The current prime minister Donald Tusk looks sceptical. ‘Any outcome is possible now: either the PO or the PiS could win,’ the liberalgovernment head laments when he is asked to comment on the latest opinion poll. If elections were to be held now, 33.1% of voters would vote for the ruling civic platform (‘Platforma Obywatelska’ or PO) and 28.1% would opt for Kaczynski’s national conservative PiS (Prawo i Sprawiedliwość), or the law and justice party.
While up until now surveys had seen Tusk as miles ahead of the competition, the Polish institute Homo Homoni has come up with a quite different result. An August survey by the centre for public opinion research (CBOS) had put Tusk ahead of Kaczysnki with 36% of the vote to the opposition leader’s 20%. The nationalist catholic Jaroslaw Kaczynski is generally portrayed as a candidate lacking solutions to the problems of today, an anti-European who doesn’t need to be taken seriously. He was thought to be traumatised after the 2010 plane crash which killed his twin brother, making him hardly even capable of leading election campaigns. On top of this, not long ago he threw various important people out of the party who had led the 2010 presidential election campaign for him. The opposition was seen as weakened from the word go.
Sylwia Lugowska: ‘Angelina Jolie of the PiS’
Experts believe the reason for the comeback of the PiS is its new election campaign which lends the party a fresh image. In the past weeks, seven attractive women, all candidates in different constituencies, have been purposefully brought into play. ‘We wanted to break with this old stereotype that only aging functionaries assemble around Jaroslaw Kaczynski,’ explains candidate Sylwia Lugowska. The 23-year-old is running in Lodz, a town in central Poland, and has swiftly moved up through the party ranks. She joined PiS at the age of 19 and already acts as party spokesperson in Lodz’s regional government. The teacher is the sweetheart of the Polish media. She is known as the ‘Angelina Jolie of the PiS’ because of her Lara Croft looks, while the country’s largest online portal Onet has called her the ‘most beautiful part of PiS’.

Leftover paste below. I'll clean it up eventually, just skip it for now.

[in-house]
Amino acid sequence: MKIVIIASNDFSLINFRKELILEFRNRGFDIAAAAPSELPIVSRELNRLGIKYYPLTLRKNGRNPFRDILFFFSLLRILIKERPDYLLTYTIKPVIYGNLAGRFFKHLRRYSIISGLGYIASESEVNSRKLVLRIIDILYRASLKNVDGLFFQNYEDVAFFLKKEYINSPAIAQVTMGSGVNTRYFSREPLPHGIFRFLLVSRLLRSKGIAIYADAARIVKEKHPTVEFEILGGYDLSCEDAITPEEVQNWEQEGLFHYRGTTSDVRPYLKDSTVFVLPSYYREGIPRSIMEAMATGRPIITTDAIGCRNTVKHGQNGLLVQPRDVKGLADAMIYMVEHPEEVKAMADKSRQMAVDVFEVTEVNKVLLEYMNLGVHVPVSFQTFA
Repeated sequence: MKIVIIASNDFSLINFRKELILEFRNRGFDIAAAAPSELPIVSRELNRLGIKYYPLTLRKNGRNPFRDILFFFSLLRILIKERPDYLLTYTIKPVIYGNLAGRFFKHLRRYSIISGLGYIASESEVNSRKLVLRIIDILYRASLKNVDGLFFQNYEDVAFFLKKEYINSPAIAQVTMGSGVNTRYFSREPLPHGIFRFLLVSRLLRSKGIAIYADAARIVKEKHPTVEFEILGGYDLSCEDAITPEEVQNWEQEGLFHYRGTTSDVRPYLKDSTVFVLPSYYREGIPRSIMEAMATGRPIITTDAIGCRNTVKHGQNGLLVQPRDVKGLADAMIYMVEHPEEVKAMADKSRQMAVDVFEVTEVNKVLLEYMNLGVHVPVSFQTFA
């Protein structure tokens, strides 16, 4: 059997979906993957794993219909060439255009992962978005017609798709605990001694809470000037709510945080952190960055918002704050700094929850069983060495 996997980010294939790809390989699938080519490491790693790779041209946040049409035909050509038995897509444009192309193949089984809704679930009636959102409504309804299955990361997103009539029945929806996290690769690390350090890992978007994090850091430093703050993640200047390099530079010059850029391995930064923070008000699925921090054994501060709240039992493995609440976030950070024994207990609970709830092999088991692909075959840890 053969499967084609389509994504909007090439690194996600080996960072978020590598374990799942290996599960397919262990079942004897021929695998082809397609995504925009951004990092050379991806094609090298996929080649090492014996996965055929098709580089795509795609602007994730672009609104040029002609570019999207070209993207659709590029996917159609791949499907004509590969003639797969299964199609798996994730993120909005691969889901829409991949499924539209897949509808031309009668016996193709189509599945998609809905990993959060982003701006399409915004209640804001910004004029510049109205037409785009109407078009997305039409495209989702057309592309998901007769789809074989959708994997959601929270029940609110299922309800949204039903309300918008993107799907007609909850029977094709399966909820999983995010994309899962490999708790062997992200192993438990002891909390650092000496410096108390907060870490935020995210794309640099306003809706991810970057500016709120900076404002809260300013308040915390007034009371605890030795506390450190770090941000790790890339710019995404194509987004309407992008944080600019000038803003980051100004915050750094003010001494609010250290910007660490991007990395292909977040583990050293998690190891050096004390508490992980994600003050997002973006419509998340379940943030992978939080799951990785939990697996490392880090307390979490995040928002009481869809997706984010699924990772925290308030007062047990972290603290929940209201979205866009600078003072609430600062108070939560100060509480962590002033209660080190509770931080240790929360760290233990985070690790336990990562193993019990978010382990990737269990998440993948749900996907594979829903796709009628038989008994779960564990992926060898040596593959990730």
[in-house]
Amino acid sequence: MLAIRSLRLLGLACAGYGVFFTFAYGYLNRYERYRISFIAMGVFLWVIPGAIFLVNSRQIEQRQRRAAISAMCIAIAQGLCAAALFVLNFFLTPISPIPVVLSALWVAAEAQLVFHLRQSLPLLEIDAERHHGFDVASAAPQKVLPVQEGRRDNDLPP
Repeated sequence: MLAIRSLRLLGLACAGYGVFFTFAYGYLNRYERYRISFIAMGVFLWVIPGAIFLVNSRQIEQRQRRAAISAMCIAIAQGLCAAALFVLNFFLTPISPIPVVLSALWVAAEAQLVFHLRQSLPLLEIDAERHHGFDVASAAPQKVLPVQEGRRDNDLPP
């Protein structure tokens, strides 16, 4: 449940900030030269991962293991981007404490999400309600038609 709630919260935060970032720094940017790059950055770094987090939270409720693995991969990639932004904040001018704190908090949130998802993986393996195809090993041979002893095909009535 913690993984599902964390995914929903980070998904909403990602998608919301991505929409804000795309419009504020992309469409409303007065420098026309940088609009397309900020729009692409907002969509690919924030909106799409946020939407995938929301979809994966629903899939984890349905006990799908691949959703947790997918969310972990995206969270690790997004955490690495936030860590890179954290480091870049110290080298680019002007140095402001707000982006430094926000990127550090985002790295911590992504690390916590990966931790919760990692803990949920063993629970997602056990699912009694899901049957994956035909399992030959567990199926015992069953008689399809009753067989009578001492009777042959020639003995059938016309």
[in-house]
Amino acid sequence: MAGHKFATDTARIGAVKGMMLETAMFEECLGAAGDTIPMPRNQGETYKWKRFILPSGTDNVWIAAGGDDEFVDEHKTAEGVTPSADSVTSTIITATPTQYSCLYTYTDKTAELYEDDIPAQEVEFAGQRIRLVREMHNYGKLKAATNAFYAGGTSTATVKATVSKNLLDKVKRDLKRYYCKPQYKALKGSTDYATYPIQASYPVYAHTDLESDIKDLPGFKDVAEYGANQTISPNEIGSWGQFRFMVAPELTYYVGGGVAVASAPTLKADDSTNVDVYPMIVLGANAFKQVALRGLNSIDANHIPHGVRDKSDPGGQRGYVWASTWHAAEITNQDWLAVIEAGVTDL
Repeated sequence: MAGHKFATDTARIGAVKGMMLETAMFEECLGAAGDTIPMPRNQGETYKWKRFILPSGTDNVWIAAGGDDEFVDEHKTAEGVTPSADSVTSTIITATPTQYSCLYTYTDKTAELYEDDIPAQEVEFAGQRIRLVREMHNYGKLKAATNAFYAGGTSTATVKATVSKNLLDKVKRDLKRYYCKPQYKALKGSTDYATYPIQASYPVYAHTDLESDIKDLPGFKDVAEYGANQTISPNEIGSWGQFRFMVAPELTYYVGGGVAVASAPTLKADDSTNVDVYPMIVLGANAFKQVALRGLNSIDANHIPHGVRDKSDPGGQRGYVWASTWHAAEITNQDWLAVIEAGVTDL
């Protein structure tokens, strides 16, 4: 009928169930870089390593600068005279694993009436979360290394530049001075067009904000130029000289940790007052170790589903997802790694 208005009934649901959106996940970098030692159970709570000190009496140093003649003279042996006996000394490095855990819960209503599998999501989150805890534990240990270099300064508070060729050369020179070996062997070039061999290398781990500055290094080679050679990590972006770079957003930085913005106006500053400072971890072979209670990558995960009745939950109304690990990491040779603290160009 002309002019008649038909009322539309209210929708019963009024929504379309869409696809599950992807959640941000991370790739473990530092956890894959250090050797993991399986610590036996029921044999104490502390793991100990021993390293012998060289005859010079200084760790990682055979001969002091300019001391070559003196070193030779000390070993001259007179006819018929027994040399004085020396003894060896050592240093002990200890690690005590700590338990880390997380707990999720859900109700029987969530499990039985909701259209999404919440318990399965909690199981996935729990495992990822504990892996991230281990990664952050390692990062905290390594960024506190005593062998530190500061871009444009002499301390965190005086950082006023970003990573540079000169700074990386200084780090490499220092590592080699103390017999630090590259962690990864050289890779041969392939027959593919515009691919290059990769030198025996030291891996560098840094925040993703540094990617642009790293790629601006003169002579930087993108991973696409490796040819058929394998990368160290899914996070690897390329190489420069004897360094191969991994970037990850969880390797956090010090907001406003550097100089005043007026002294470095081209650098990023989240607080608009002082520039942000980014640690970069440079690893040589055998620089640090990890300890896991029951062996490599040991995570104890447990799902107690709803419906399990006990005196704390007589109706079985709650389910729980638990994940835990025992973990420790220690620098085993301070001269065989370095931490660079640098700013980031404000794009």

She made her first high-profile appearance at the party conference at the end of June, when the tender eyes of the party patriarch gazed at the young girl for the entire time. The picture simultaneously astonished and delighted the Polish press. Until then Kaczynski, 62, who still lives with his mother, hadn’t exactly been associated with young women – and he remains unmarried. The fact that he doesn’t have a wife is highly unusual for a Polish man of his generation.
Strategy for undecided young voters
However, this just one part of the election campaign which is meant to particularly appeal to young voters. ‘As cool and jazzy as PiS’ runs the slogan for the new tactic. The most recent surveys show that the change of strategy has indeed worked: PiS really has significantly gained support among the target group aged 18 to 24. It has even overtaken the PO. According to a questionnaire by the market research institute Millward Brown SMG/KRC, mid-September saw 29% of young people supporting Kaczynski, with just 27% wanting to see Tusk as prime minister.
'Young and first-time voters could be decisive'
With voter turnout in Poland traditionally low and hardly predictable, young and first-time voters really could be decisive. Additionally, the political situation in Poland isn’t very stable. There aren’t exact forecasts the way there are in Germany for example. According to independent image and strategy consultant Sergiusz Trzeciak, undecided voters make up ten to thirty percent of the electorate. ‘This often includes young people who do particularly respond to the candidacy of such attractive women,’ comments the specialist. ‘We can’t rule out the scenario that PiS win a few more percentage points and these could be decisive for the final result.’
Meanwhile, specialists have also started to analyse the party’s new tactic. Psychologist Zofia Milska-Wrzosinska interprets Kaczynski’s campaign as declaring, ‘I’m the group leader, the alpha male, because I possess beautiful and young women. The girls gather around me; through me you can also gain access to them.’ Similar methods of achieving the image of a leader can also be found in the world of show-business, she says. ‘For example with Playboy publisher, Hugh Hefner.’
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